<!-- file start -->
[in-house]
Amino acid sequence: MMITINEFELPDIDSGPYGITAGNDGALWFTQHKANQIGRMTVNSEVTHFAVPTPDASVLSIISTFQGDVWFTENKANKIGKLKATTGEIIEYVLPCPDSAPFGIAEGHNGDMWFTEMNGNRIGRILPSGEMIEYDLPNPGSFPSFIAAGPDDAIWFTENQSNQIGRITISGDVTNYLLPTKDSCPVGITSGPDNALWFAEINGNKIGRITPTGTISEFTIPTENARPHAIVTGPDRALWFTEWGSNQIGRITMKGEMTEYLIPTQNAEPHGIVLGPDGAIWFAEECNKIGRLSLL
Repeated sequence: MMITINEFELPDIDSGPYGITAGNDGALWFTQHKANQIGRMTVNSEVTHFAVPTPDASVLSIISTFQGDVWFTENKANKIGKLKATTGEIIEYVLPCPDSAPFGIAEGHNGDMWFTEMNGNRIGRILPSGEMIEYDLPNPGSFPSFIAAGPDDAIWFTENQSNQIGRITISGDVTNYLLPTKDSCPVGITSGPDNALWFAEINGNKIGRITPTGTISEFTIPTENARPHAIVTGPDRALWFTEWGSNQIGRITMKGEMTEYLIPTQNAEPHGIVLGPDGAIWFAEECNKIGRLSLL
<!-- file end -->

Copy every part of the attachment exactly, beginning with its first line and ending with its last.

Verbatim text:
[in-house]
Amino acid sequence: MMITINEFELPDIDSGPYGITAGNDGALWFTQHKANQIGRMTVNSEVTHFAVPTPDASVLSIISTFQGDVWFTENKANKIGKLKATTGEIIEYVLPCPDSAPFGIAEGHNGDMWFTEMNGNRIGRILPSGEMIEYDLPNPGSFPSFIAAGPDDAIWFTENQSNQIGRITISGDVTNYLLPTKDSCPVGITSGPDNALWFAEINGNKIGRITPTGTISEFTIPTENARPHAIVTGPDRALWFTEWGSNQIGRITMKGEMTEYLIPTQNAEPHGIVLGPDGAIWFAEECNKIGRLSLL
Repeated sequence: MMITINEFELPDIDSGPYGITAGNDGALWFTQHKANQIGRMTVNSEVTHFAVPTPDASVLSIISTFQGDVWFTENKANKIGKLKATTGEIIEYVLPCPDSAPFGIAEGHNGDMWFTEMNGNRIGRILPSGEMIEYDLPNPGSFPSFIAAGPDDAIWFTENQSNQIGRITISGDVTNYLLPTKDSCPVGITSGPDNALWFAEINGNKIGRITPTGTISEFTIPTENARPHAIVTGPDRALWFTEWGSNQIGRITMKGEMTEYLIPTQNAEPHGIVLGPDGAIWFAEECNKIGRLSLL